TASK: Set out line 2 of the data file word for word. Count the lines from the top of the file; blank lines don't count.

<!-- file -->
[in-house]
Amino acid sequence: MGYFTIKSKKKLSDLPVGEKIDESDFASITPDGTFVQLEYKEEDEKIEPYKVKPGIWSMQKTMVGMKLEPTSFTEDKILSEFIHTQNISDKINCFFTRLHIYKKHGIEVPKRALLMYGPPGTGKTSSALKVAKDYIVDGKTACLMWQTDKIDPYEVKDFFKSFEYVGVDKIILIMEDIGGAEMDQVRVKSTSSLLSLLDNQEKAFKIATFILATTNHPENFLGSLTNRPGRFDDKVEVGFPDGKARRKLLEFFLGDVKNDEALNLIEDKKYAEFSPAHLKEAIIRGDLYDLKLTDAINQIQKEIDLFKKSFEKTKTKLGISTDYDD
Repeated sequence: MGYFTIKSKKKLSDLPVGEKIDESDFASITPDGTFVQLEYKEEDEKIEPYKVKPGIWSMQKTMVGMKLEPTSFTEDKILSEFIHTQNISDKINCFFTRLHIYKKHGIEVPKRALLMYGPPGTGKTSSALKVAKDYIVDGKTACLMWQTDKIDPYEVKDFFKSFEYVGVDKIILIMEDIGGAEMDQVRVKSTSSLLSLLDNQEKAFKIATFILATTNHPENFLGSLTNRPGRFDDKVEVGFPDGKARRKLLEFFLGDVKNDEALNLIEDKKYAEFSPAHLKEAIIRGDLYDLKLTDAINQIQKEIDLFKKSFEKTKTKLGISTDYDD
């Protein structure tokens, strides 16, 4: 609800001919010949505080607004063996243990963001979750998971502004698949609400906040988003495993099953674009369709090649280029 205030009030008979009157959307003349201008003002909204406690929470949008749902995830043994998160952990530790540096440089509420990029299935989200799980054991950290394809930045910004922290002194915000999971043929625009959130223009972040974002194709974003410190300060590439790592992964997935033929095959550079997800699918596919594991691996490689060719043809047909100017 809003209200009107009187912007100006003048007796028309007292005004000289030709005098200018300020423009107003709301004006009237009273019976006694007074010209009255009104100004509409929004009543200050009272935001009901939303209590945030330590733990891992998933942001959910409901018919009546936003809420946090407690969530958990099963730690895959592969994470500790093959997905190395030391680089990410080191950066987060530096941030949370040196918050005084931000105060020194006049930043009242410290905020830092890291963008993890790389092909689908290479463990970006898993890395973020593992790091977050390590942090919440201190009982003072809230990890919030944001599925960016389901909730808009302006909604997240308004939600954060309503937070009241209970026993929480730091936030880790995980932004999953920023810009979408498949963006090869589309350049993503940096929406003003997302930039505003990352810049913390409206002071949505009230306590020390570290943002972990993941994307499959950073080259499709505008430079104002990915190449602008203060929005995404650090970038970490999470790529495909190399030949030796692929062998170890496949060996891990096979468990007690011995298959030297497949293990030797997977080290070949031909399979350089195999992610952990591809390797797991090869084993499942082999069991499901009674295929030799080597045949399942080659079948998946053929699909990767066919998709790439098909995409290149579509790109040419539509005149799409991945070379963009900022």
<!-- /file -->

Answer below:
Amino acid sequence: MGYFTIKSKKKLSDLPVGEKIDESDFASITPDGTFVQLEYKEEDEKIEPYKVKPGIWSMQKTMVGMKLEPTSFTEDKILSEFIHTQNISDKINCFFTRLHIYKKHGIEVPKRALLMYGPPGTGKTSSALKVAKDYIVDGKTACLMWQTDKIDPYEVKDFFKSFEYVGVDKIILIMEDIGGAEMDQVRVKSTSSLLSLLDNQEKAFKIATFILATTNHPENFLGSLTNRPGRFDDKVEVGFPDGKARRKLLEFFLGDVKNDEALNLIEDKKYAEFSPAHLKEAIIRGDLYDLKLTDAINQIQKEIDLFKKSFEKTKTKLGISTDYDD